"It was time to start our own factory. I started a proper company, 3D Robotics, with a partner, Jordi Muñoz (of whom much more later). In a rented Los Angeles garage, Muñoz started building our own mini Sparkfun. Rather than a pick-and-place robot, we had a kid with sharp eyes and a steady hand, and for a reflow oven we used what was basically a modified toaster oven. We could do scores of boards per day this way. As demand picked up, we outgrew the garage. Muñoz moved the operation to commercial space in an industrial park in San Diego, which was nearer the low-cost labor center of Tijuana.
In came real automated manufacturing tools: first a small pick-and-place machine, then a bigger one, and finally an even bigger one with automated component feeders. The toaster oven gave way to a proper automated reflow oven with a nitrogen cooling system for perfect temperature control. And for that we needed a nitrogen generator, of course. And so it went, with more and more professional tools, which Muñoz and his team learned to use by finding tutorials on the Web. By this time we had outgrown the first space and expanded to a bigger space next door. Then we outgrew that, too, and today 3D Robotics has a factory that sprawls over twelve thousand square feet and a second one of nearly the same size in Tijuana. The facilities are buzzing with robotic assembly machines run by factory workers, and teams of engineers developing new products. Pick-and-place robots build circuit boards, which are baked in automated reflow ovens temperature-regulated by a nitrogen generator. Laser cutters, 3-D printers, and CNC machines make quadcopter parts.
These are real factories now, just three years after Muñoz started hand-assembling boards on his kitchen table with a soldering iron. From Maker to millions In our first year, we did about $250,000 in revenue; by 2011, our third year, we had broken $3 million. In 2012 we’re on track to break $5 million in revenues. Growth continues at about 75 to 100 percent per year, which is common for open-source hardware companies like ours. We’ve been profitable from the first year (it’s actually not that hard in the hardware business—just charge more than your costs!), but try to reinvest as much of the profits as possible into building new factory lines. Because we’re online, we’re global from the start and tend to grow more quickly than traditional manufacturing companies because of the network effects of online word of mouth. But because we’re making hardware, which costs money and takes time to make, we don’t show the hockey-stick exponential growth curve of the hottest Web companies. So, as a business, we’re a hybrid: the simple business model and cash-flow advantages of traditional manufacturing, with the marketing and reach advantages of a Web company. We’re still a small business, but the difference between our kind of small business and the dry cleaners and corner shops that make up the majority of micro-enterprise in the country is that we’re Web-centric and global. We’re competing in the international market from day one."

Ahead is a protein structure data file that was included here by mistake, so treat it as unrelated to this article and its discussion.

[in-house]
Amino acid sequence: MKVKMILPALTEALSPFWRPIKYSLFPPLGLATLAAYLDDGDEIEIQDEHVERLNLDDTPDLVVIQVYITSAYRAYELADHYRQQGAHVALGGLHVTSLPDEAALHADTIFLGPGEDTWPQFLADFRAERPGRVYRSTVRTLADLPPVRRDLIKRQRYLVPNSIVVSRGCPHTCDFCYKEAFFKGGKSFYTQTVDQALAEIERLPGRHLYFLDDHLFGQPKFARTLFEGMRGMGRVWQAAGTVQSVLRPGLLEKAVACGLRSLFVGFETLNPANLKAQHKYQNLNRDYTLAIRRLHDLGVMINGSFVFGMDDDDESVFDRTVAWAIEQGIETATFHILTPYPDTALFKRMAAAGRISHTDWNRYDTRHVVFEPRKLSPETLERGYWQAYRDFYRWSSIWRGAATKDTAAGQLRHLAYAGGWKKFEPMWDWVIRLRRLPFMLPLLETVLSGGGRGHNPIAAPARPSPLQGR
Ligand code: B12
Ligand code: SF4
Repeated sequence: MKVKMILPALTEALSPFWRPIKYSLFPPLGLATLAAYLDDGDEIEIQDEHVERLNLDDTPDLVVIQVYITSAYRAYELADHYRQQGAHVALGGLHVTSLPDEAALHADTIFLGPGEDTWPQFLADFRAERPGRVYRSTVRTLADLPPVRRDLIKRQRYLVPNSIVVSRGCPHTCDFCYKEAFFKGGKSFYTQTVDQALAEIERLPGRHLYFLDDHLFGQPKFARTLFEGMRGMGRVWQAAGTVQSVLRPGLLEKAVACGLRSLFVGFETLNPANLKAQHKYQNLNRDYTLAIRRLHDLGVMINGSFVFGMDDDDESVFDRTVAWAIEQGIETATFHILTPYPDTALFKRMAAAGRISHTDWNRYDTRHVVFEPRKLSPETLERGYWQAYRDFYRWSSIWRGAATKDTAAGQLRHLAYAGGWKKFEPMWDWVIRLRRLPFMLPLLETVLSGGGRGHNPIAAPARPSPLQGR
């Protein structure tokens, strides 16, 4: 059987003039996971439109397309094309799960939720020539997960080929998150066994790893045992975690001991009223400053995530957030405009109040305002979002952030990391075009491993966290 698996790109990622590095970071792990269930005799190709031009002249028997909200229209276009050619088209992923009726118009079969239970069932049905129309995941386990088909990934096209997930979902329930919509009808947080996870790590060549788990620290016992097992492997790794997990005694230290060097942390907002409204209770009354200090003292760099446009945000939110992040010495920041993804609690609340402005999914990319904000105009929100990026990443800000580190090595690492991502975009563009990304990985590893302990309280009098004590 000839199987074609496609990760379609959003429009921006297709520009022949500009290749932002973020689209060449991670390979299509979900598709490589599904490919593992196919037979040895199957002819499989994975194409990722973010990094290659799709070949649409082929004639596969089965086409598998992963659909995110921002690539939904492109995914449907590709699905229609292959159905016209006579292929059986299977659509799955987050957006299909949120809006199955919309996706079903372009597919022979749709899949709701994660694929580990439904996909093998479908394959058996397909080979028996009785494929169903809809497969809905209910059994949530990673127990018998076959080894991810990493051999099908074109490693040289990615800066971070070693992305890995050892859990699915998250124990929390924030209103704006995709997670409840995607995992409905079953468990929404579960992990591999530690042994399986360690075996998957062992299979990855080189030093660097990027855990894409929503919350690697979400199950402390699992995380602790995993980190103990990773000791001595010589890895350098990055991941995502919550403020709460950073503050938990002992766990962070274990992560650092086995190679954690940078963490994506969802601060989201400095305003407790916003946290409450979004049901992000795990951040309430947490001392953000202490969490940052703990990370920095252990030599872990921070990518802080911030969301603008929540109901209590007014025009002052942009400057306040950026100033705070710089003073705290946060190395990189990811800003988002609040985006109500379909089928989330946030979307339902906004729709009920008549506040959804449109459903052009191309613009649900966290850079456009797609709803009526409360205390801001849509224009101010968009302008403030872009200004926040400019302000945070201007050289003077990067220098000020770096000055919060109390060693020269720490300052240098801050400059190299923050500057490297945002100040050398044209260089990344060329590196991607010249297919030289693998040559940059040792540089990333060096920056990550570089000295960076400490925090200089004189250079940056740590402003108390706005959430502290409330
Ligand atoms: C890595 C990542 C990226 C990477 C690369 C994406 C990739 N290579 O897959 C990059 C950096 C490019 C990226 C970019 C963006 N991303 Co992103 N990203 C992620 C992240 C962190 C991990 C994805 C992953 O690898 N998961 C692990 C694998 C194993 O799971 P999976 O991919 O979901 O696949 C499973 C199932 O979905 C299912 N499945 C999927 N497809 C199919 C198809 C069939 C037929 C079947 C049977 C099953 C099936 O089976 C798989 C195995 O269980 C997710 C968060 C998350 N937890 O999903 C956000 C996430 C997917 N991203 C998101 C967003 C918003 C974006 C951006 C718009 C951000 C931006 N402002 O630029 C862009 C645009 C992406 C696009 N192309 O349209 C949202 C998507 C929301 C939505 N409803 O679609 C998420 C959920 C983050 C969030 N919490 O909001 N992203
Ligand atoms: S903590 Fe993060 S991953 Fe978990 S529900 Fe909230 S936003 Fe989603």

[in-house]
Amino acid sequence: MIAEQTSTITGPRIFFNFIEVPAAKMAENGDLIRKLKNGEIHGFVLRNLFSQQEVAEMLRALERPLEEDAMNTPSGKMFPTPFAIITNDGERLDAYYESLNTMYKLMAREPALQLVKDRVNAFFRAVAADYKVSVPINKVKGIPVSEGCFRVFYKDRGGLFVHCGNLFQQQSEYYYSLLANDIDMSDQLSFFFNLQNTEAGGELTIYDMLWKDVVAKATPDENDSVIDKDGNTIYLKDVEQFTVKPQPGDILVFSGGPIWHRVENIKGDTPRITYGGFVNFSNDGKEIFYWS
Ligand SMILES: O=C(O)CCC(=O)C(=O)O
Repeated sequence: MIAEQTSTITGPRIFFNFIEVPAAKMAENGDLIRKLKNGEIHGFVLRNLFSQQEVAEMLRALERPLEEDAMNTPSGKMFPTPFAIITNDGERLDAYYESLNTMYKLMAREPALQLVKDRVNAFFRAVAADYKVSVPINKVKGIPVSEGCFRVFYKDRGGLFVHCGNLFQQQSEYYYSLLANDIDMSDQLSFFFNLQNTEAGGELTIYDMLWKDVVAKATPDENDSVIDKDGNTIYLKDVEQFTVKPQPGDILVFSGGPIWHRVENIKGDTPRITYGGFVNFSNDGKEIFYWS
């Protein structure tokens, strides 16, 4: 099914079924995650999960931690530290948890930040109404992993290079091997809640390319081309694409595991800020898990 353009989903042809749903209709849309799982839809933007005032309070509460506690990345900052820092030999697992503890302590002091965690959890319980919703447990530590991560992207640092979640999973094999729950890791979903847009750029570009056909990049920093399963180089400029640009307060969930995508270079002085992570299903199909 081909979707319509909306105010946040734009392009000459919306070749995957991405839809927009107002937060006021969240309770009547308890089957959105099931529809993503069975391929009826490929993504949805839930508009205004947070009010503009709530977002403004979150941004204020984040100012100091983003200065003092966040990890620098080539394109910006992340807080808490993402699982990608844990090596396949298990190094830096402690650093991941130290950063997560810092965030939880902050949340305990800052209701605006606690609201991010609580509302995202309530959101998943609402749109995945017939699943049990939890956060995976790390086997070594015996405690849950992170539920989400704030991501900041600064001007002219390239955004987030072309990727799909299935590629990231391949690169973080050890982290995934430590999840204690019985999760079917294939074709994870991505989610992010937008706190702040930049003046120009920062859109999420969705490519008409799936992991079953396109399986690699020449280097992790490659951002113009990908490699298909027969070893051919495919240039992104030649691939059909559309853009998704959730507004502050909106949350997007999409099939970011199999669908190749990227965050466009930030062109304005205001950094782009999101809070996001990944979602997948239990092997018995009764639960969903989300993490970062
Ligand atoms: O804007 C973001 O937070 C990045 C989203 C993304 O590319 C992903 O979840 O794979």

Makers: The New Industrial Revolution by Chris Anderson